Roy was honored with the prestigious Dow Sustainability Innovator Award in 2014. The DOW FILMTEC™ ECO Reverse Osmosis element is a ‘Breakthrough to World Challenges’ under Dow’s 2015 Sustainability Goals, recognition that the innovation played a significant role in the Company attaining these goals and that the product is both an ecological and commercial success. The DOW FILMTEC™ ECO Reverse Osmosis element is also a 2014 Edison Award winner in the Energy and Sustainability category.
The Moore Medal will be awarded on September 13, 2016, during a luncheon at the Chemical Heritage Foundation (CHF) headquarters in Philadelphia as part of Innovation Day 2016. This event will be jointly hosted by SCI and CHF, bringing together more than 150 leading researchers from industrial laboratories to discuss current trends and issues in chemical research.
Roy earned his PhD from Virginia Tech under the guidance of James E. McGrath in the macromolecular science and engineering program. He has authored 30 peer reviewed journal articles and holds 10 issued patents, with many pending on his RO work. Roy was recognized with numerous awards including Dow’s prestigious Sustainability Innovator Award and Virginia Tech’s outstanding recent alumnus award from the College of Science.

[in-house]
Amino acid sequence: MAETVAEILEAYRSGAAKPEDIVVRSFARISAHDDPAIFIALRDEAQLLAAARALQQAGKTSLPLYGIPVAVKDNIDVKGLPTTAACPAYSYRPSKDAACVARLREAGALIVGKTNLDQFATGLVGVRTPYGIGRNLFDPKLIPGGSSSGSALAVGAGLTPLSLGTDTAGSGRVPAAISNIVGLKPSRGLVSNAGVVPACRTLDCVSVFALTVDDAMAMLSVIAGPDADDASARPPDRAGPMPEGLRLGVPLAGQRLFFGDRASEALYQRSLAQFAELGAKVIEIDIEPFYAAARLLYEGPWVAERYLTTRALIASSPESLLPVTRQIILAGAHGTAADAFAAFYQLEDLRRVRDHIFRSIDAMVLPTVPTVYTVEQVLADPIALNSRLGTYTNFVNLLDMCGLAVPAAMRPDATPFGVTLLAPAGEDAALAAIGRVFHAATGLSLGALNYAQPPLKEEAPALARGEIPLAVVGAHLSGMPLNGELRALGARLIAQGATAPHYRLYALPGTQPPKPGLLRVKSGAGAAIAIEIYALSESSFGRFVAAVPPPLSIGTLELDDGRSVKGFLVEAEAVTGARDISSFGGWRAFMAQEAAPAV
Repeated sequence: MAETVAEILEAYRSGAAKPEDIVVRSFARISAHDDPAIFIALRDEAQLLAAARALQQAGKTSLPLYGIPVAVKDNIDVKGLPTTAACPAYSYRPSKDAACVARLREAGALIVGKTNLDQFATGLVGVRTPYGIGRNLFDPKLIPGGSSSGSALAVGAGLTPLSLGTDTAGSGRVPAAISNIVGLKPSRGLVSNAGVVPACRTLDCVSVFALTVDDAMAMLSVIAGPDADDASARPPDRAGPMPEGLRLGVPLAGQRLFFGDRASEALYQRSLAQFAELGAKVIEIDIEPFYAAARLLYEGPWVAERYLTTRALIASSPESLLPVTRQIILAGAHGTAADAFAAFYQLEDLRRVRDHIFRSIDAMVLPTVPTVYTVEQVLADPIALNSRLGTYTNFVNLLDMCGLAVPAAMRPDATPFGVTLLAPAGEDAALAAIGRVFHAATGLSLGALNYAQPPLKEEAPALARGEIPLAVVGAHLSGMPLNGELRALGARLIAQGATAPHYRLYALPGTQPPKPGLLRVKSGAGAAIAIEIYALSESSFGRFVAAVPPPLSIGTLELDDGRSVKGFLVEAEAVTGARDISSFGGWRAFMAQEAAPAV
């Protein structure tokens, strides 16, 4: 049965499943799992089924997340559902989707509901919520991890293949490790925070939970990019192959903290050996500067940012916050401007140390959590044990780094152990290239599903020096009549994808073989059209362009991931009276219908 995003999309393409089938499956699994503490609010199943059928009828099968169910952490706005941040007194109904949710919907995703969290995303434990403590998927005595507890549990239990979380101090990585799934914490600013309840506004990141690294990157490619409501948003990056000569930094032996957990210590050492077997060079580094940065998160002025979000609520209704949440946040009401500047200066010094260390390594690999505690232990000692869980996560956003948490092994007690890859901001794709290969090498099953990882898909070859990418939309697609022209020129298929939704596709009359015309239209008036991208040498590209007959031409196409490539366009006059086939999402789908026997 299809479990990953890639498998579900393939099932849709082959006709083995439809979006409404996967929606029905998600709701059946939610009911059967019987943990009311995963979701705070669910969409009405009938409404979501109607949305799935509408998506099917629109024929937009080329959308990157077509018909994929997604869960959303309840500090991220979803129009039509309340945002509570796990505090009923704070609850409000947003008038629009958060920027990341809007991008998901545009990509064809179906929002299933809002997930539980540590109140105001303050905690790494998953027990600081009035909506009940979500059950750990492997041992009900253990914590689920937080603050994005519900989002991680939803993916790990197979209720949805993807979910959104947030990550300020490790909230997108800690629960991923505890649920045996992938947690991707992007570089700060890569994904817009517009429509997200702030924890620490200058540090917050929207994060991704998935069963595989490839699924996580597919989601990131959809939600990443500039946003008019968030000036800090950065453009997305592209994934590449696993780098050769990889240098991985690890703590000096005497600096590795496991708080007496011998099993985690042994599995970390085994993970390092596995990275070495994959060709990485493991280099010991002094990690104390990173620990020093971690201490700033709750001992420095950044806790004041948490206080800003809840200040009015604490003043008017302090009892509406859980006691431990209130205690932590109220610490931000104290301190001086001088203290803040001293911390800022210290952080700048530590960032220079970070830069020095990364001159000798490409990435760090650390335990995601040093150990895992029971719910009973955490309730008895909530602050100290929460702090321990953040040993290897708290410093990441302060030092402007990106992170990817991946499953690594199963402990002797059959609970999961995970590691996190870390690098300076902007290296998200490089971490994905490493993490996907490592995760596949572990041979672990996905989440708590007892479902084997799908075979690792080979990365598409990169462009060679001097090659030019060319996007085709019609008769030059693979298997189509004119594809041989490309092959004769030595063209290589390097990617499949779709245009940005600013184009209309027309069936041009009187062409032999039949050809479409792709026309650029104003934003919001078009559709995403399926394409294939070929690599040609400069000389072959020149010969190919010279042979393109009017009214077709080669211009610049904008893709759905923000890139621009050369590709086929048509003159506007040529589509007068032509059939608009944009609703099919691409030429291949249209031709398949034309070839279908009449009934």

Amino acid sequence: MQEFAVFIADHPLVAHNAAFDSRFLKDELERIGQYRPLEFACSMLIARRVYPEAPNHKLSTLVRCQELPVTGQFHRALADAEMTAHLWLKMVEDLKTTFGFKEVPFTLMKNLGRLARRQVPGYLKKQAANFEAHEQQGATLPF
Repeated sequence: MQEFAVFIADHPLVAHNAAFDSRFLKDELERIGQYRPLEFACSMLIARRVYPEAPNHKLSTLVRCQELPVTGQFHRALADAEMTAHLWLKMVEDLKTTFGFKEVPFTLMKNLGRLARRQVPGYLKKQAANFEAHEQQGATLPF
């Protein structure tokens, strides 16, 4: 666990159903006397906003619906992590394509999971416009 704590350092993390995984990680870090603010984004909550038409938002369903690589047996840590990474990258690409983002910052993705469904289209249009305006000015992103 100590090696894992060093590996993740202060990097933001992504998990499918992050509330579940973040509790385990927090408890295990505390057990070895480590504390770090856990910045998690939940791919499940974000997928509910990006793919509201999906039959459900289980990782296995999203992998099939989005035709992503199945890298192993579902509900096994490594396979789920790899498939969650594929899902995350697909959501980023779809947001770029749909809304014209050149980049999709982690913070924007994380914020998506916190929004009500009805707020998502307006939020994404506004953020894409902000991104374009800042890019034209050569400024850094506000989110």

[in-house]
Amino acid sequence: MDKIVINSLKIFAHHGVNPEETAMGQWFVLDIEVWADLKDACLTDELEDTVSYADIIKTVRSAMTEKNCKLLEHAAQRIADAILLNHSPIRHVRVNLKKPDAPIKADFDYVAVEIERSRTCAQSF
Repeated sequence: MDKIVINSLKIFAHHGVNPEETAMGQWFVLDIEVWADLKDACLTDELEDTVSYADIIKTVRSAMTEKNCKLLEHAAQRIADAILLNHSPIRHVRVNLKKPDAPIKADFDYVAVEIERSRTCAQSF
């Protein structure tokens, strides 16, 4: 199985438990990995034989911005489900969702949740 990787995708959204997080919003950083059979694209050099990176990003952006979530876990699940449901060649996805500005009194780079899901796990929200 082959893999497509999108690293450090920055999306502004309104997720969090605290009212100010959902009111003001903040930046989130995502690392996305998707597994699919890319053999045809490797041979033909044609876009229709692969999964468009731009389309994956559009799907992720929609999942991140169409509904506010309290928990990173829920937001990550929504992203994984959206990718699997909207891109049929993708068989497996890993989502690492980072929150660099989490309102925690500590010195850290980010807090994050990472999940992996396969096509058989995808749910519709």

Roy is the fourth Dow researcher to win the Medal over the thirteen years of its existence. He joins Jerzy Klosin (2013), Edmund M. “Ted” Carnahan (2008) and George Barclay (2004) as Moore medalists from Dow.